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Ask everyONE: QC and Other Animals

Q: When I logged on to your system to check the status of my manuscript, the stage was listed as “initial QC started.” What does this mean?

A: When a manuscript is submitted to PLoS ONE, the submission will first be checked by a member of the editorial staff to ensure it is technically sound and that it meets certain of our editorial criteria and ethics requirements (see this blog post for tips to help your paper pass the check more quickly). “QC” stands for “quality control” and the status “initial QC started” appears on submitted manuscripts until the QC check has been completed—if our team need any more information from you before we can proceed, they will contact you via email. You will also receive a confirmation email when your manuscript has passed the QC check and has been moved forward to be assigned to an Academic Editor.

Many other acronyms and initialisms have fallen into common parlance among PLoS staff over the years and while we try to avoid using these abbreviations unless we are sure the person reading will know what we mean, we’ve written a handy guide to some of the other abbreviations you may find on the PLoS sites and in our email correspondence—if you think we’ve missed any, please let us know in the comments.

Within our online submission system:

  • JMS – journal management system. This website hosts our online manuscript submission and peer review system.
  • CFC – check for completeness. After a paper has been accepted for publication by an Academic Editor, our production team will check it to ensure that all of our format requirements have been met—this is called the check for completeness.
  • MS – manuscript.
  • RA – research article. PLoS ONE has been designed as a medium for the publication of primary, scientific research and we do not publish secondary literature or front matter pieces (unless invited for a specific purpose by PLoS staff).
  • CT – clinical trial. Papers relating to clinical trials reported in all of the PLoS journals are also available via the PLoS Hub for Clinical Trials.
  • SI – supporting information. Files submitted as supporting information files (such as large tables and datasets, audio, video and other multimedia files) are published alongside the paper and can be downloaded separately via a link on the online version of the paper.


  • AE – Academic Editor. The person responsible for handling a manuscript’s peer review. Academic Editors are selected from our editorial board.
  • SE – Section Editor. Section Editors are members of the editorial board who provide oversight for particular subject areas within the scope of PLoS ONE and who assign manuscripts to appropriate AEs.
  • PA – Publications Assistant. The PAs are part of PLoS ONE’s in-house editorial team, who, among other things, assist and advise authors, AEs, SEs, reviewers and members of the public. You can contact them at plosone [at] and read more about the team on the PLoS website.
  • PM – Publications Manager. Lindsay King and I are PLoS ONE’s Publications Managers. We have both worked on PLoS ONE since before its launch and help to oversee various elements of the journal.

Publishing/web-related abbreviations:

  • ALMsarticle-level metrics. Usage data provided on each article published in the PLoS journals, currently including the number of downloads, views, citations, notes and comments, and related blog posts.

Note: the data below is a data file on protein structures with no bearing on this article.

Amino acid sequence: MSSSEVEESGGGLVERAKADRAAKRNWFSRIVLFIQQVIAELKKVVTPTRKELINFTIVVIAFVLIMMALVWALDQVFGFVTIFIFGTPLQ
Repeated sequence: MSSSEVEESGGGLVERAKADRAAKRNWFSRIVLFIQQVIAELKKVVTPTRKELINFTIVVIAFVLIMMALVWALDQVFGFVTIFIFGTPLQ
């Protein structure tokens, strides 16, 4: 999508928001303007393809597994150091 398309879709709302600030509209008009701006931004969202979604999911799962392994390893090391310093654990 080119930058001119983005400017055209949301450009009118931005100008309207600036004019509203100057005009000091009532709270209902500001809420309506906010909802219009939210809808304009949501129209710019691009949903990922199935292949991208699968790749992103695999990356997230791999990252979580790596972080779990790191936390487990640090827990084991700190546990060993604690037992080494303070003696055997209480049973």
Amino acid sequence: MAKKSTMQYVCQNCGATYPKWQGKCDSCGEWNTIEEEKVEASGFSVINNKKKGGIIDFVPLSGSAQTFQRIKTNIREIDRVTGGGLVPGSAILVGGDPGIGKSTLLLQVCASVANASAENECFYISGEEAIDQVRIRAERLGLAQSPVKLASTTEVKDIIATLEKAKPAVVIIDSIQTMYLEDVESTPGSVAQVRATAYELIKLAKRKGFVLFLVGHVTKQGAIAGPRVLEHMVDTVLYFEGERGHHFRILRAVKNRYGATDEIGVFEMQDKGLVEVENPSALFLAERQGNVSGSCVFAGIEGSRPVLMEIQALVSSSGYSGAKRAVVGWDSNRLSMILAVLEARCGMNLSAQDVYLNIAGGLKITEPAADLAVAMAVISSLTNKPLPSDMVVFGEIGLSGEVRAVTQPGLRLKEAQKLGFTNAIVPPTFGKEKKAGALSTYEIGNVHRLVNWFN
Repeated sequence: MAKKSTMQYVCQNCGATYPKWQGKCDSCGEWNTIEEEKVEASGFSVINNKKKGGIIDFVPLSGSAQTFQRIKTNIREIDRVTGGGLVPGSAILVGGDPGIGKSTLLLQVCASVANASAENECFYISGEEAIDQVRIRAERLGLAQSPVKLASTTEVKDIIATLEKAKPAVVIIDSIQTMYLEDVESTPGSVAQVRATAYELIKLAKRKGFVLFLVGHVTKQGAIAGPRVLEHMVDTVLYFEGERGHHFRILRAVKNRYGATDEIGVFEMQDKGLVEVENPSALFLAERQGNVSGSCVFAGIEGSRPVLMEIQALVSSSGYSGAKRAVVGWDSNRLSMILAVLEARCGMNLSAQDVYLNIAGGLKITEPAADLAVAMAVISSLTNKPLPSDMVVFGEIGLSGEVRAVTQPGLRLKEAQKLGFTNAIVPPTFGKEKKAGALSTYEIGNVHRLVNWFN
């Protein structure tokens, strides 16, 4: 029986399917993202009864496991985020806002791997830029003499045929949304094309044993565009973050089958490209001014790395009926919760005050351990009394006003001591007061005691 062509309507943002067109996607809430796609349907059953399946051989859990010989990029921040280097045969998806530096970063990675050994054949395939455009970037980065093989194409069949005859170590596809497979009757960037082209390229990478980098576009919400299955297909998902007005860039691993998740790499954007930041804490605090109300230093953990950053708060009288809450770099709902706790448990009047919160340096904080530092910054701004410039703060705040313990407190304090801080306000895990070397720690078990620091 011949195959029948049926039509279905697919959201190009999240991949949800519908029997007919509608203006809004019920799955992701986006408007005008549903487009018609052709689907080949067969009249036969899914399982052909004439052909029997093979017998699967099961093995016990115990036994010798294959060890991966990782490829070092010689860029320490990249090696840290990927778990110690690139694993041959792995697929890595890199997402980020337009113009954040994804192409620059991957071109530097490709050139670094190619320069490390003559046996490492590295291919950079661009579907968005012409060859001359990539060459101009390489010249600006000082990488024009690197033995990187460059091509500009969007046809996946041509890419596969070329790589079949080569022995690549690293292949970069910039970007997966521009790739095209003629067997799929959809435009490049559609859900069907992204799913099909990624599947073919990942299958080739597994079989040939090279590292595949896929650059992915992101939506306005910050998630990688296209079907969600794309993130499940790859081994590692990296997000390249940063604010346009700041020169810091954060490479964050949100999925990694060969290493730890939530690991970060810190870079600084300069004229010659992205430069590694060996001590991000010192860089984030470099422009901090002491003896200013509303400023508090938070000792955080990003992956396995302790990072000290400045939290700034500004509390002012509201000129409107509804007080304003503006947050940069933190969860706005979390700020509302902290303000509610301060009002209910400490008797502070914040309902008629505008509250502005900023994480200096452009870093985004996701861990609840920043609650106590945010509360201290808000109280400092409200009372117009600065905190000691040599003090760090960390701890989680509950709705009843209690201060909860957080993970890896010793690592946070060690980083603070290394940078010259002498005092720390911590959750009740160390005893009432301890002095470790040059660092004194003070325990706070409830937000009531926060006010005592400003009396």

• XML – (e)xtensible markup language. As well as an online (HTML) version and a PDF version of each published paper, we also allow readers to download the XML file for each paper, which allows greater interoperability and exchange of data between different systems
  • DOI – digital object identifier. To find out more about DOIs and their use, see this PLoS Biology editorial: The What and Whys of DOIs.
  • OA – Open Access. PLoS endorses the definition of Open Access publication drafted by the Bethesda Meeting on Open Access Publishing; see the PLoS website for more information.
  • CCAL – Creative Commons Attribution License. All works published by PLoS are licensed by the CCAL, under which, authors retain ownership of the copyright for their article, but allow anyone to download, reuse, modify and/or copy articles in PLoS journals, so long as the original authors and source are cited.
  • PMC PubMed Central. A free, online, full-text repository of scientific literature. A copy of each paper published in the PLoS journals is deposited in PMC.

Publication ethics:

  • COI – conflict of interest (AKA competing interest). You can read PLoS’s competing interests policy on our website.
  • IRB – institutional review board. PLoS ONE’s policy is that, “All research involving human participants must have been approved by the authors’ institutional review board or equivalent committee(s) and that board must be named by the authors in the manuscript.”
  • EQUATOR – Enhancing the QUAlity and Transparency Of health Research. The EQUATOR Network is a new initiative that aims to improve the quality of scientific literature. The EQUATOR website provides links to reporting guidelines for many specific study designs, including CONSORT, PRISMA, STROBE and MIAME.
  • COPE – the Committee on Publication Ethics. The PLoS journals are members of COPE, which provides a forum for publishers and editors of scientific journals to discuss issues relating to the integrity of the work submitted to or published in their journals.

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